Her eyes narrowed resting on the speaker. His name was Ikoh. Her mother and father did not like to speak of him when she was present. She didn’t know why.
She heard them talk about him more than once. They called him a divi__ she paused trying to remember the word. Her eyes grew angry. Some words were just so difficult.
There was a simpler word for what he was. That she could easily remember. He was a seer. He sometimes knew what was going to happen before it happened. At least that was what everyone said.
“Everyone__” He said in a loud voice silencing the low murmur in the hall.
“__ It is happening again. He is back__”
“Back?” Salewa asked with a frown as she and Kike pushed their way to Tutvuu’s side.
“What does he mean by back?”
Tutvuu rolled her eyes turning on Salewa in fury. “How do you expect me to know that? We just came in.”
“Must you always sound so angry? I was just asking.”
Tutvuu sighed tempted to yell again but changed her mind when Ikoh continued speaking.
“When the disappearances happen, it means he is back.”
“It could just be a mistake__” A familiar voice rang out.
Tutvuu’s eyes narrowed. This was the first time she had heard Shehu Shagari speak at any of these meetings. He was the town’s most popular palm wine tapper and the man she used to drop her sales money with when she had been helping her mother sell vegetables. That was before her legs got better.
“It is no mistake!!” Ikoh barked out. Tutvuu’s eyes widened at the way the veins in his neck bulged out. Looking at them made her fearful that they would burst.
“He is back I tell you__ if you won’t trust me as a person, trust my position as a diviner. I come from a long line of diviners. We have always served as spiritual guides to the people of Eyin Ilekun.”
“You guys!!!” A loud familiar voice intruded on Ikoh’s voice.
They turned, coming face to face with Tunde.
“And where have you been all this time?” Salewa asked. Her voice sounded as angry as her face looked.
“No time__ come and see for yourself.”
Tutvuu turned, reluctant to leave the hall, she almost told them to go without her. But it was the wild way Tunde’s eyes shone that made her follow.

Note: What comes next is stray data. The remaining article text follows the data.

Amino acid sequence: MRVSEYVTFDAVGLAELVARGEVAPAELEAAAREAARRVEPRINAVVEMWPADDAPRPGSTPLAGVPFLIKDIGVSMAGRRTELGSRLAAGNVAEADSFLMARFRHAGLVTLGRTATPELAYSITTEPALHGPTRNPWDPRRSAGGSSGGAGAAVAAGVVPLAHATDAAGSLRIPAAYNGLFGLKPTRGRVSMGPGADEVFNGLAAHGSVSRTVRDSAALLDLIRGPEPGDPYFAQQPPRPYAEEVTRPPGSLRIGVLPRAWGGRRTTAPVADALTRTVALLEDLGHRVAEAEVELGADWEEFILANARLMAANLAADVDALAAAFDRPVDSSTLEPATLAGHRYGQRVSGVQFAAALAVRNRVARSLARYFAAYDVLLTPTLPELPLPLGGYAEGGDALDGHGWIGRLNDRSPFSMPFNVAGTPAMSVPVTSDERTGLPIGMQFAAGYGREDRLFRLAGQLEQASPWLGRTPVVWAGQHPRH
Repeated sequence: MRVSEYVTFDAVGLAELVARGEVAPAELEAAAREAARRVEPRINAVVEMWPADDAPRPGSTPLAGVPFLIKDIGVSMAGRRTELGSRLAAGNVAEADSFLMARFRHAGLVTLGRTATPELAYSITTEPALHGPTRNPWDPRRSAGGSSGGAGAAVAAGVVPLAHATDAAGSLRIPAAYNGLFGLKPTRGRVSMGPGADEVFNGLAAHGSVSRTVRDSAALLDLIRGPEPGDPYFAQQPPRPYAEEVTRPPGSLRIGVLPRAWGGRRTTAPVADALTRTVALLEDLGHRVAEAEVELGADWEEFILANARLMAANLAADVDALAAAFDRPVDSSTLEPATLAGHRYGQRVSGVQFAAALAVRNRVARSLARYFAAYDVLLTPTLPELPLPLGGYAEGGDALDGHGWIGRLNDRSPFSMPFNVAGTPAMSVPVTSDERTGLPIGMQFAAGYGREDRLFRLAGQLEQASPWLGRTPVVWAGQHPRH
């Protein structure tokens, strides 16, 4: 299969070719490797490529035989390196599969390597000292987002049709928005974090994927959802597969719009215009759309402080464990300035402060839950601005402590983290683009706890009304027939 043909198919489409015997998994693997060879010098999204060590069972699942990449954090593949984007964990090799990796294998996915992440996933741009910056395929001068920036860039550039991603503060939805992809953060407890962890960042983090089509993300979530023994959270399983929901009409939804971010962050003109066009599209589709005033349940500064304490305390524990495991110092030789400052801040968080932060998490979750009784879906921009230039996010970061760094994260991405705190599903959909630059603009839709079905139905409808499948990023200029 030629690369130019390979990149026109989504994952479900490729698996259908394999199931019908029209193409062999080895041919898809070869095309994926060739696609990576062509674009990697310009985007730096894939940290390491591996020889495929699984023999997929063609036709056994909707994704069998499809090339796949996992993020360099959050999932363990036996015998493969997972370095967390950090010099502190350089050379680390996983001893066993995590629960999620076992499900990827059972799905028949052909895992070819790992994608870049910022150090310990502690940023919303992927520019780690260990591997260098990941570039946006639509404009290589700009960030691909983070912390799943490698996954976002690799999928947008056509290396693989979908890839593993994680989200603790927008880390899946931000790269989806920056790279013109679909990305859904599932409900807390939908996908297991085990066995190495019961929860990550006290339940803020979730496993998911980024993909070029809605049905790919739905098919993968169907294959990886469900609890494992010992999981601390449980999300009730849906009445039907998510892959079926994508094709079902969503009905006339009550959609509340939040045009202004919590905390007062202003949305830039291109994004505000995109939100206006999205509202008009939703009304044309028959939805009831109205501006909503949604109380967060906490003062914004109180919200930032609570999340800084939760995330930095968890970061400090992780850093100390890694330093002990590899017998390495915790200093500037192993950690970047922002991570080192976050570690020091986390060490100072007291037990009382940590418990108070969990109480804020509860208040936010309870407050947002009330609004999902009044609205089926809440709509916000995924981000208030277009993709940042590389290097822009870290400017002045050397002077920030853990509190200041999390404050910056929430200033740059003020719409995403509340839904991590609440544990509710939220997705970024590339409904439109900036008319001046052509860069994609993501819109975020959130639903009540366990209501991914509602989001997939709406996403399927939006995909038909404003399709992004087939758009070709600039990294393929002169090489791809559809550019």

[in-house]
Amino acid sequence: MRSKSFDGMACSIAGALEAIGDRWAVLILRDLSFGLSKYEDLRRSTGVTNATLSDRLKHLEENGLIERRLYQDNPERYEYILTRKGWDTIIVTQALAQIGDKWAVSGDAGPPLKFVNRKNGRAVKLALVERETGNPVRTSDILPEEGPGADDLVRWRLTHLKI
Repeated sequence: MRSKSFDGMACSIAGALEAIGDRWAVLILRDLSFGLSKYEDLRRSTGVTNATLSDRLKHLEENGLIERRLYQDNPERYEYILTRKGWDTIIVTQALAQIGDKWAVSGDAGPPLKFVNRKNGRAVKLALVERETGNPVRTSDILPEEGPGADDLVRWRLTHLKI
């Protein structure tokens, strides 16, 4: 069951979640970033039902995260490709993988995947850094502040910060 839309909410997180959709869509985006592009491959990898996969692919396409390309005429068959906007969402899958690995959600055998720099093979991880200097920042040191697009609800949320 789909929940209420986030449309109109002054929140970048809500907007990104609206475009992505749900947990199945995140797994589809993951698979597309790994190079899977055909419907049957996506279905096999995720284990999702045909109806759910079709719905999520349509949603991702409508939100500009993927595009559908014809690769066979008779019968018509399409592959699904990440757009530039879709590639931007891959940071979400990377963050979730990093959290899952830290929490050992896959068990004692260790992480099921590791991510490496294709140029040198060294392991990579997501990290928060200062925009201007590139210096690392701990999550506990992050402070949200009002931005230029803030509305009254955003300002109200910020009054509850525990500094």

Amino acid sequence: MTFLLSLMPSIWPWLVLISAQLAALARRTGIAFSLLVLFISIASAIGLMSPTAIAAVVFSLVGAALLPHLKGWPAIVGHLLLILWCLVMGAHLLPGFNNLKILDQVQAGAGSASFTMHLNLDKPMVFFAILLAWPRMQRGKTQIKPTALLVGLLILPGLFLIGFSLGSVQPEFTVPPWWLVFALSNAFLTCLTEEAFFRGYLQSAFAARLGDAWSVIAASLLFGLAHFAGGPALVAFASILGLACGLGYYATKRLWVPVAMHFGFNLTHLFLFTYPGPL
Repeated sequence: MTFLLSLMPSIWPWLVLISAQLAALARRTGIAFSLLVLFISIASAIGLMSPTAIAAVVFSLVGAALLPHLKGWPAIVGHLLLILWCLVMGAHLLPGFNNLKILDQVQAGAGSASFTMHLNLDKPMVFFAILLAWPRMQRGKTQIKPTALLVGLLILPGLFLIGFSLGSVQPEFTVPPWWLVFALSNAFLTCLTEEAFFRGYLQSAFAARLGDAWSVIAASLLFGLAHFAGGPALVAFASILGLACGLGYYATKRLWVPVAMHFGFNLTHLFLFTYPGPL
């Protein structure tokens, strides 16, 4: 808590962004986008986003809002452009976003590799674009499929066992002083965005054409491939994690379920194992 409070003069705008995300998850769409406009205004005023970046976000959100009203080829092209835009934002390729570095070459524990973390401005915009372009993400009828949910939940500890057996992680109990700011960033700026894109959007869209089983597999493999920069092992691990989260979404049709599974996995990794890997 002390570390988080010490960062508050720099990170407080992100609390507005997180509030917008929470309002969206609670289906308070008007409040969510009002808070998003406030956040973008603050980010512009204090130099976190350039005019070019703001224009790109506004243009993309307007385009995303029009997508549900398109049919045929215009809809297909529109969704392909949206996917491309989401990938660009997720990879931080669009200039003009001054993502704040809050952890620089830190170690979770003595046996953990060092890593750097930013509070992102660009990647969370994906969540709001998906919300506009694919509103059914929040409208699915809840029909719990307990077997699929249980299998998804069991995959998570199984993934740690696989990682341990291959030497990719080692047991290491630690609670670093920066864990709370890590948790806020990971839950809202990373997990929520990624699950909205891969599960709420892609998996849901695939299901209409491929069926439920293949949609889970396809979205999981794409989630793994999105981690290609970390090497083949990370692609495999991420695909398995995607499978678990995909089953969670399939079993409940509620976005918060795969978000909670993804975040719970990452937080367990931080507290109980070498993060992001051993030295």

Chapter Three

They ran for several minutes, Tunde led them to the outskirts of Eyin Ilekun; where the farms were. They ran past farmer Taiye’s place, passing farmer Tokunbo and half a dozen others. They even passed the school.
Tutvuu was about to yell at him when he stopped in front of a thick cloud of mist that seemed to have appeared out of nowhere. He stopped so suddenly they were barely able to avoid bumping into him.
Kike swallowed taking two steps back, looking at the mist with fear in her eyes.
“Are you sure we should go on? I don’t like this mist.”
“You are always afraid__,” Salewa said with a disgusted snort, though she couldn’t stop a slight shiver from running down her spine.
“As if you aren’t afraid too__” Kike shot back.
“No I am not__” Salewa began, pausing when she saw Tutvuu take a step towards the mist.
“Tutvuu don’t__” Kike gasped.
Tutvuu paused turning to face Tunde, giving him a questioning look. He sighed and nodded slowly. He spoke as she turned to face the mist.
“Be careful__ it’s not too far in.”
Puzzled she walked slower and more carefully. One step brought her foot to the edge of the mist. The second took her into it.
She paused for a bit looking left and right to see what lay around her. The mist started to clear as she tried to get her bearing.
Frowning she took another step forward gasping when she saw it. The others rushed into the mist as soon as they heard her gasp. They stopped beside her looking down at it with horror in their eyes.
“You see what I was trying to tell you?” Tunde asked quietly. He looked as shocked as they did. As if he was seeing it for the first time.
Tutvuu knew this area very well. They had explored these farmlands many times. She knew whom each one belonged to.
The one they were looking at belonged to a quiet, strange farmer called Femisola. Everyone in the town called him Baba Femisola. Some had even taken to adding the ‘strange one’ to his name.
Baba Femisola’s farm that had once been covered by long healthy looking maize crops was gone. All that remained was a deep hole. The children stood a foot away from the edge looking down into it. They couldn’t see the bottom. The farm had completely disappeared.

Chapter Four